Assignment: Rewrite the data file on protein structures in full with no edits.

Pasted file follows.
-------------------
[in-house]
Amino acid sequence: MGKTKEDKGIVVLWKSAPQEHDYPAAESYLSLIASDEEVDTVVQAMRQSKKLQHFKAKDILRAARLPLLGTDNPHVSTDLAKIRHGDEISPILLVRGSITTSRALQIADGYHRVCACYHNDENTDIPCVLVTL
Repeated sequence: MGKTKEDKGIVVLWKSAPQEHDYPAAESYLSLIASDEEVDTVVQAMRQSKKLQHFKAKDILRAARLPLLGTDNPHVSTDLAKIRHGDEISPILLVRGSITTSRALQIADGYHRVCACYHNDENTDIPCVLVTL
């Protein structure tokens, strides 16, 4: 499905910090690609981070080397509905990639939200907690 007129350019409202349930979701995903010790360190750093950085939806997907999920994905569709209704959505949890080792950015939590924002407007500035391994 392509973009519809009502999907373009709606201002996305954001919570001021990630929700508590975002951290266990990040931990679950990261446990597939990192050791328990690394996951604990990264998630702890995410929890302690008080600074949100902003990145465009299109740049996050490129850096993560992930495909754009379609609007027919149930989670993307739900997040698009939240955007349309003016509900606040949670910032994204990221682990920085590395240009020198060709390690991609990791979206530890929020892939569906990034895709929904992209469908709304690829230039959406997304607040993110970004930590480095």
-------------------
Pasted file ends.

[in-house]
Amino acid sequence: MGKTKEDKGIVVLWKSAPQEHDYPAAESYLSLIASDEEVDTVVQAMRQSKKLQHFKAKDILRAARLPLLGTDNPHVSTDLAKIRHGDEISPILLVRGSITTSRALQIADGYHRVCACYHNDENTDIPCVLVTL
Repeated sequence: MGKTKEDKGIVVLWKSAPQEHDYPAAESYLSLIASDEEVDTVVQAMRQSKKLQHFKAKDILRAARLPLLGTDNPHVSTDLAKIRHGDEISPILLVRGSITTSRALQIADGYHRVCACYHNDENTDIPCVLVTL
């Protein structure tokens, strides 16, 4: 499905910090690609981070080397509905990639939200907690 007129350019409202349930979701995903010790360190750093950085939806997907999920994905569709209704959505949890080792950015939590924002407007500035391994 392509973009519809009502999907373009709606201002996305954001919570001021990630929700508590975002951290266990990040931990679950990261446990597939990192050791328990690394996951604990990264998630702890995410929890302690008080600074949100902003990145465009299109740049996050490129850096993560992930495909754009379609609007027919149930989670993307739900997040698009939240955007349309003016509900606040949670910032994204990221682990920085590395240009020198060709390690991609990791979206530890929020892939569906990034895709929904992209469908709304690829230039959406997304607040993110970004930590480095």